Nostalgia is the magic word this week, summoning a new solo title for the one and only weather witch of the X-Men, Storm. It’s time for her to step out from the shadow of the team and take up her own adventure. After all, wasn’t it Storm that led the X-Men to victory against the Morlocks? It was also the White Haired Queen that helped rule the nation of Wakanda—though that did end in divorce so probably not best to bring it up. But throughout the stirring and sordid history of the Marvel Mutants, Storm has been on the front lines and often leading the charge. So it makes sense that she should get a turn in the spotlight, a chance to really shine and show the world what it means to be Storm of the X-Men.
That being said, it wasn’t really necessary to give Storm her own book. Don’t get me wrong, I’m in complete support of having more women and people of color in comic books—especially on their own solo series. However, the caveat to that is I want them to either have an important story to tell or a revelation about the character that matters. This book has neither. It’s not a bad book, I just don’t have any motivation to read it. As a character, Ororo Monroe is a bit set in her ways. She isn’t struggling to mend anything in her personal life or in her professional life—by that I mean nobody is constantly trying to kill her like Bullseye is constantly making attempts on Electra’s life. That means this book is muddled in a middle ground between negligible personal issues and mild danger.
A solo book should go either one of two directions. To compare, I will give two examples. The first example is of an image book called “Brit”. It centered on a man who couldn’t be killed, no way, no how, he was simply impervious. There were brief moments where Brit had to deal with personal issues like his stripper wife was weeks from giving birth to their first child. But other than that, the rest of the issue centered around Brit getting dropped into incredible set pieces, fights that played out on a massive scale. These were fights that had property damage in the billions. These were fights with a hundred hostages hanging in the balance. These were fights with descriptions like “Brit versus killer mech made of people” or “A war against a battalion of mega death robots in the Alaskan Tundra”. This book knew what it was doing and what it was doing was punching.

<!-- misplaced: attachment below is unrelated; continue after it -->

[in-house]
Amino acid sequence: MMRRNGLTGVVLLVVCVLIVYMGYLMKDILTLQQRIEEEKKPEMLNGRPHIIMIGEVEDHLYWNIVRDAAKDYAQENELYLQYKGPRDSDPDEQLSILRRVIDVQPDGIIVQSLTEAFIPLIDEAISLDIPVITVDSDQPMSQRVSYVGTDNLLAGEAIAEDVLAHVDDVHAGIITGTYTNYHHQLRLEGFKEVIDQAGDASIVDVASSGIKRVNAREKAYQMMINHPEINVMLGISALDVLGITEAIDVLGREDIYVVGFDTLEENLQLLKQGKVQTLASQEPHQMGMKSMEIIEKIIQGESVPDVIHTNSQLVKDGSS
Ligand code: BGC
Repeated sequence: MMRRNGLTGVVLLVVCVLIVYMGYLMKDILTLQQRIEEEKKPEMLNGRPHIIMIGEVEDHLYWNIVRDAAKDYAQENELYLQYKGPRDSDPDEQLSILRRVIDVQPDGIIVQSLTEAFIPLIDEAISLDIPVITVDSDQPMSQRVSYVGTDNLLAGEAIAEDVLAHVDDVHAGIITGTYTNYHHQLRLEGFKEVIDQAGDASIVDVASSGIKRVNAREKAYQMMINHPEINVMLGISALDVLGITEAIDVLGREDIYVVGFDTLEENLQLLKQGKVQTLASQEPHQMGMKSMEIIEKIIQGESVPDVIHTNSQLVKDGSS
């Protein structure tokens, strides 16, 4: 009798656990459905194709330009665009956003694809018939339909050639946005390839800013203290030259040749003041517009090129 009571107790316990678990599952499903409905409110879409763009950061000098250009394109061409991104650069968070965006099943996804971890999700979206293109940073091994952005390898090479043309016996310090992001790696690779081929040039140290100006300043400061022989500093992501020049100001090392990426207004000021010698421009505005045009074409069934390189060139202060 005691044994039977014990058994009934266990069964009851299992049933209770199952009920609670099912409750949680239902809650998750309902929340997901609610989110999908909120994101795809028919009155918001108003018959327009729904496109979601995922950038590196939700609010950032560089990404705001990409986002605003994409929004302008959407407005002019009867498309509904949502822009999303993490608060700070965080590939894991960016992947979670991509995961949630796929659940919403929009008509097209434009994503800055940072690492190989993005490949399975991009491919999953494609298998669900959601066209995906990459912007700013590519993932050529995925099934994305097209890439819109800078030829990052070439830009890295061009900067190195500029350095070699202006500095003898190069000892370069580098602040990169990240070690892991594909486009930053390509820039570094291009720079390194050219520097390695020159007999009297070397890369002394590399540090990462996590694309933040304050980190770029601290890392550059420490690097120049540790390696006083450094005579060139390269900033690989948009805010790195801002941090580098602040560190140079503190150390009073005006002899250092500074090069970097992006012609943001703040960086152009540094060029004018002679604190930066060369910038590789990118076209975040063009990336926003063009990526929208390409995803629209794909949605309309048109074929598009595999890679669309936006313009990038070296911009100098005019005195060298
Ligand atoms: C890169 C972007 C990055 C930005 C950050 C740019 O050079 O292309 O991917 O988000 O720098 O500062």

The second book is “Invincible”, a book about a young teenage superhero who has to make weighty decisions about the role of super powers in a world filled with consequences. What is the good in super powers in a world that never gets better no matter how much crime is thwarted? What is true evil and could true evil possibly see redemption? These two books represent the best ways to tell a comic book story, one is the face punching excitement and explosions that fuels summer blockbusters; the other is an intense character drama submerged in the tone and beats of a super hero world. The problem with “Storm” is that it falls in neither camp, straddling the fence, trying to get the best of both worlds. Unfortunately that means there’s not enough fighting and explosions to make it exciting but there’s nowhere near the character depth to make Storm’s motivation riveting. What’s worse is there’s a side character that would be absolutely smashing to read about.
In the story, Storm returns to the institute to find a student staging a sit in in the cafeteria—completely infesting the area with funguses that she grew with her mutant power. This girl is named Marisol Guerra, she is a teen Latina from the South West and is insufferably petulant which is completely understandable. All of us had that period in high school where we bristled against authority for all the wrong reasons. Marisol has all the attributes of a great character at the start of a journey. She has quite a bit to learn and could stand to work on some of her personality traits. That’s an interesting hero’s journey I could get behind.
I do want Storm to have a good solo series, it just doesn’t look like the book can maintain interest in Ororo. “Invincible” was able to write some compelling stories for its female superheroes. Like that time that every Dupli-Kate clone was killed and The Immortal went into a despair but then Dupli-Kate prime showed up and threw away the crime fighting life because she realized her own mortality. Also? Atom Eve needed to do some soul searching because she realized her power would be infinitely better used to improve conditions in impoverished regions of the world so she went to Africa to hone her powers. Then there was that time that Monster Girl was trapped with Robot in a parallel universe for a century and she saw the damage that was accruing on Robot’s psyche. All of these stories represented obstacles of a very personal variety that the characters had to overcome or come to terms with and it was Hella compelling.